Scientists Grow New Frog Eyes From Stem Cells
November 21, 2008 10:13 AM
comment(s) - last by
The frog tadpole on the left was implanted with stem cells to give it a new eye, seen on the right. The discovery could one day restore sight in humans.
(Source: Michael Zuber)
Scientist help disabled frogs live fuller lives -- and hopefully someday humans too
Technology promises to cure many ailments in the near future, from
to blindness. In the case of blindness, the only question is whether an
or an organic
stem-cell driven solution
will be the first to hit the market and gain mainstream acceptance.
Supporters of the stem cell approach got a big boost from new research at the SUNY Upstate Medical University, in Syracuse, NY. Researcher Michael Zuber and his colleagues report that by taking stem cells from frog eggs, they're able to prod the cells to grow into eyes when attached to tadpoles, baby frogs.
In order to get the
cells to become eyes
, the team genetically modified them, inserting transcription factors (proteins that trigger expression of other genes) which are known to regulate eye growth and development.
The scientists then implanted the cells into tadpoles missing an eye. The cells properly developed and differentiated into all seven types of retinal cells and appeared to have the proper structure. Additionally the new eye attached properly to the brain. In swimming tests the eye was shown to be working as implanted tadpoles only swam to the white side of the tank (normal behavior), while blind ones would also swim to the black side of the tank.
Would the technique work on mammals? The answer is maybe -- frogs naturally have a much easier type regrowing tissues than humans, in fact they can be triggered to regrow legs and many amphibians can regrow lost tails. Triggering proper differentiation in mammals is much more complex.
Nonetheless, Professor Zuber hopes that chemicals will be found from the research that can activate transcription factors in humans. Even if a full eye could not be grown, this could help people with retinal disorders regenerate ocular tissue.
In a separate, but perhaps equally intriguing study performed by Sujeong Jang of Chonnam National University, in South Korea, and his colleagues, the researchers were able to restore the hearing of deaf guinea pigs by implanting them with human neural stem cells obtained from human bone marrow.
This article is over a month old, voting and posting comments is disabled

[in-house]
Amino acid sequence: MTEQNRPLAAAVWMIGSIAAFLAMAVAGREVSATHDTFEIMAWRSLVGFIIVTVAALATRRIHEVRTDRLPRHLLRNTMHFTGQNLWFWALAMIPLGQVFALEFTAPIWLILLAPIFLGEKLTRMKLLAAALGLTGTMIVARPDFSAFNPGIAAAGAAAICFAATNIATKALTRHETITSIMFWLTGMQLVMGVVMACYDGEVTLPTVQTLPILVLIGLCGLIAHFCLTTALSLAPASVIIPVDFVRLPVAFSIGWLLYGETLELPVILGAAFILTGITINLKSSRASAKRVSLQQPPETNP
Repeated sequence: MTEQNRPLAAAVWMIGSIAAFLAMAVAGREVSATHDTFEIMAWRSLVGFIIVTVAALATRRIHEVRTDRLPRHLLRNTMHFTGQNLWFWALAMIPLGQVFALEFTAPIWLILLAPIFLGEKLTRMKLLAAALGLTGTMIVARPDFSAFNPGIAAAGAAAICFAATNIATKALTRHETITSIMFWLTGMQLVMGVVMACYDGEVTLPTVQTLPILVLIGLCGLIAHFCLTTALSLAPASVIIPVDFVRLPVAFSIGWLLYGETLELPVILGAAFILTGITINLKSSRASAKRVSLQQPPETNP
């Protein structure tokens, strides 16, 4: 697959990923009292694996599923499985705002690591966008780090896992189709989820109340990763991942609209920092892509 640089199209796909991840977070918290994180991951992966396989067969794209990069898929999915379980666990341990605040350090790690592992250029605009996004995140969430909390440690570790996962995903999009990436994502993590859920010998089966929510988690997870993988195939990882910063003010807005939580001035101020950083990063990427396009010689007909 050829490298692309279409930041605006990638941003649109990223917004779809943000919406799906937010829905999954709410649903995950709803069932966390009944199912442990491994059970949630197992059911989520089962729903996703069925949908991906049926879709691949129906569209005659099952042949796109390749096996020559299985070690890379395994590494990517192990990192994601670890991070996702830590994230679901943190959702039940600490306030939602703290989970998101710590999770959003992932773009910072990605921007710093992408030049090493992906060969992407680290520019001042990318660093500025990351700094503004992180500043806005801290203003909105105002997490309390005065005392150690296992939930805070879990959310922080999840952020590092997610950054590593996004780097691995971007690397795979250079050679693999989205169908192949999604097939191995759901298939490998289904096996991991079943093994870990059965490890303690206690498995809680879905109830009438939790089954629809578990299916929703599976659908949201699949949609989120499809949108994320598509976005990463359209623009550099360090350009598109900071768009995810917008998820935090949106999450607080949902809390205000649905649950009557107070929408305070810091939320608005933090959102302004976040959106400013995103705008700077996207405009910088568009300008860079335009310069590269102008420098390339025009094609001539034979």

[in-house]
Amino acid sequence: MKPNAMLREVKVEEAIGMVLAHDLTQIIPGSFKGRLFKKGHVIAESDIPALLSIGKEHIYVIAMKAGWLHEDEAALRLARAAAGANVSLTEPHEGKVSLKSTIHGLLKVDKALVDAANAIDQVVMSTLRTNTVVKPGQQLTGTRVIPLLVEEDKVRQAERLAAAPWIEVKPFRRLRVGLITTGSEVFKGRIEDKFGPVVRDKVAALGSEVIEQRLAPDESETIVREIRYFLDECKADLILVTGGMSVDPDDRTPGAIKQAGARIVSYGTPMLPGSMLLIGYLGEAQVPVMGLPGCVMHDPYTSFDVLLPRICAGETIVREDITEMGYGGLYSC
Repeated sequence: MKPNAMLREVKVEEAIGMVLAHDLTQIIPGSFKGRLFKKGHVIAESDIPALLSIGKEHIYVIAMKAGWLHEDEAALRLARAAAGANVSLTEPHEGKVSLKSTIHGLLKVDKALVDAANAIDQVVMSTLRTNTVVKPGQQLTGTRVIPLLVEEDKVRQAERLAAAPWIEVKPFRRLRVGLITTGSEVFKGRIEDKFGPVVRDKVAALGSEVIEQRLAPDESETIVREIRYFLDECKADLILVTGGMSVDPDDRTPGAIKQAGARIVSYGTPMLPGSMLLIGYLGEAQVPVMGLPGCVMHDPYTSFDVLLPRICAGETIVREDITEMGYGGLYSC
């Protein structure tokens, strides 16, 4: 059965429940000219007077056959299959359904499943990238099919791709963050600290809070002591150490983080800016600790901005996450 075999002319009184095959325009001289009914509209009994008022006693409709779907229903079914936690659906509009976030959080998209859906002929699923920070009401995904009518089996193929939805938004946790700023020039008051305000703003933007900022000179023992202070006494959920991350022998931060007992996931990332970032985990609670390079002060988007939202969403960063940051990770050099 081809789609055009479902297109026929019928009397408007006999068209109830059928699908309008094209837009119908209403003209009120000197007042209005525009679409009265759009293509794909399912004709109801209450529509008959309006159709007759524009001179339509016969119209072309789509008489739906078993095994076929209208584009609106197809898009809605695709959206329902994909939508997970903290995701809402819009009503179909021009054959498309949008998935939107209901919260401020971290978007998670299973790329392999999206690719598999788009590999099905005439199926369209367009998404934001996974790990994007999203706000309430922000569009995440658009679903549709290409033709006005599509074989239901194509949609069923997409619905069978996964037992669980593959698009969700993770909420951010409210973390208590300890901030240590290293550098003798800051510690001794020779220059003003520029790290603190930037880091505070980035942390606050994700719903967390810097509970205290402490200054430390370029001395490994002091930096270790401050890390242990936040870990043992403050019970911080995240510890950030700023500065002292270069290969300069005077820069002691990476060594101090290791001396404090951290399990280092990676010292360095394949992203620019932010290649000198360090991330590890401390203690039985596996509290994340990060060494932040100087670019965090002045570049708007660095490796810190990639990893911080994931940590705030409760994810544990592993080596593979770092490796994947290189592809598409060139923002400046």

11/21/2008 10:21:48 AM
But what have frog eyes ever done for me?
11/21/2008 10:25:46 AM
They put a roof over your head and food on your plate, now GO TO YOUR ROOM!
11/21/2008 11:10:28 AM
yum... good eats...
"People Don't Respect Confidentiality in This Industry" -- Sony Computer Entertainment of America President and CEO Jack Tretton
Single Neuron Un-Paralyzes Monkeys in Test
October 17, 2008, 11:14 AM
Stretchable Electronics Yield First Electronic Eyeball
August 7, 2008, 4:42 PM
Researchers Make Leap in Stem Cell Research; Cells Can Now be Produced From Any Tissue
July 2, 2008, 10:03 AM
Creationists are Mad About Google Doodle Depicting Evolution
November 24, 2015, 8:48 PM
DHS and TSA: Whoops, We Missed That 73 Airport Employees May be Terrorists
November 19, 2015, 2:16 PM
Star Wars Spinoff Film "Rogue One", Theme Park Attractions Announced
August 17, 2015, 12:20 PM
SpaceX Falcon 9's Seventh Supply Mission to ISS Ends w/ Fiery Stage 1 Explosion
June 28, 2015, 1:10 PM
Cool Science Video: Glowing Millipede Prowls the Nevada Desert
May 18, 2015, 12:00 PM
Newly Discovered Costa Rican Glass Frog is Kermit's Doppelgänger
April 22, 2015, 11:26 AM
Latest Blog Posts
Sceptre Airs 27", 120 Hz. 1080p Monitor/HDTV w/ 5 ms Response Time for $220
Dec 3, 2014, 10:32 PM
Costco Gives Employees Thanksgiving Off; Wal-Mart Leads "Black Thursday" Charge
Oct 29, 2014, 9:57 PM
"Bear Selfies" Fad Could Turn Deadly, Warn Nevada Wildlife Officials
Oct 28, 2014, 12:00 PM
The Surface Mini That Was Never Released Gets "Hands On" Treatment
Sep 26, 2014, 8:22 AM
ISIS Imposes Ban on Teaching Evolution in Iraq
Sep 17, 2014, 5:22 PM
More Blog Posts
Copyright 2016 DailyTech LLC. -
Terms, Conditions & Privacy Information